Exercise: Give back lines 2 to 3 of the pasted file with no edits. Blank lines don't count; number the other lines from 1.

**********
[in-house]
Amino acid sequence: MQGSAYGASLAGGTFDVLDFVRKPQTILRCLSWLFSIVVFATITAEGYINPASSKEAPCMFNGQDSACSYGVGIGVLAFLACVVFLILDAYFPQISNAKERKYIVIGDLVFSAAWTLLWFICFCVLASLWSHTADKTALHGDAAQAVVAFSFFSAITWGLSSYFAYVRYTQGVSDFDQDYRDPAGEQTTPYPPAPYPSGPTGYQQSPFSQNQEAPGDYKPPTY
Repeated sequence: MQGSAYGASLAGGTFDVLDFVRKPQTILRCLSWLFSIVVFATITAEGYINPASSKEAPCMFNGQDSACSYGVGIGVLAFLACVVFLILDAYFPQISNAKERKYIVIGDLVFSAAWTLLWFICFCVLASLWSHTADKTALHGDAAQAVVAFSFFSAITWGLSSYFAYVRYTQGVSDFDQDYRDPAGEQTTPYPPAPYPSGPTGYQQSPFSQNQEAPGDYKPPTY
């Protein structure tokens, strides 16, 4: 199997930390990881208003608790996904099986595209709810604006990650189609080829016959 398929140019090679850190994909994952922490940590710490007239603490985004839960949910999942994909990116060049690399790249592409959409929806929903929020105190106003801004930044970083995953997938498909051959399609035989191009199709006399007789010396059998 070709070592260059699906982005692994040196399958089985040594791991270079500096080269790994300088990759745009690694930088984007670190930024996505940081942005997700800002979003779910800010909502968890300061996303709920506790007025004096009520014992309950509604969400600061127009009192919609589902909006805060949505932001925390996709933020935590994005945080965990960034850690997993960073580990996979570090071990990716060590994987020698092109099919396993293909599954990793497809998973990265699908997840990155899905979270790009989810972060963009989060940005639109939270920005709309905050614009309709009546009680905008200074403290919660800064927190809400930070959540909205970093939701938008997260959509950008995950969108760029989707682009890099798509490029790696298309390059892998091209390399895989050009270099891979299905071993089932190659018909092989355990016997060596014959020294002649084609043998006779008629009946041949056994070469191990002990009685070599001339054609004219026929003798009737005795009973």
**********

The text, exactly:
Amino acid sequence: MQGSAYGASLAGGTFDVLDFVRKPQTILRCLSWLFSIVVFATITAEGYINPASSKEAPCMFNGQDSACSYGVGIGVLAFLACVVFLILDAYFPQISNAKERKYIVIGDLVFSAAWTLLWFICFCVLASLWSHTADKTALHGDAAQAVVAFSFFSAITWGLSSYFAYVRYTQGVSDFDQDYRDPAGEQTTPYPPAPYPSGPTGYQQSPFSQNQEAPGDYKPPTY
Repeated sequence: MQGSAYGASLAGGTFDVLDFVRKPQTILRCLSWLFSIVVFATITAEGYINPASSKEAPCMFNGQDSACSYGVGIGVLAFLACVVFLILDAYFPQISNAKERKYIVIGDLVFSAAWTLLWFICFCVLASLWSHTADKTALHGDAAQAVVAFSFFSAITWGLSSYFAYVRYTQGVSDFDQDYRDPAGEQTTPYPPAPYPSGPTGYQQSPFSQNQEAPGDYKPPTY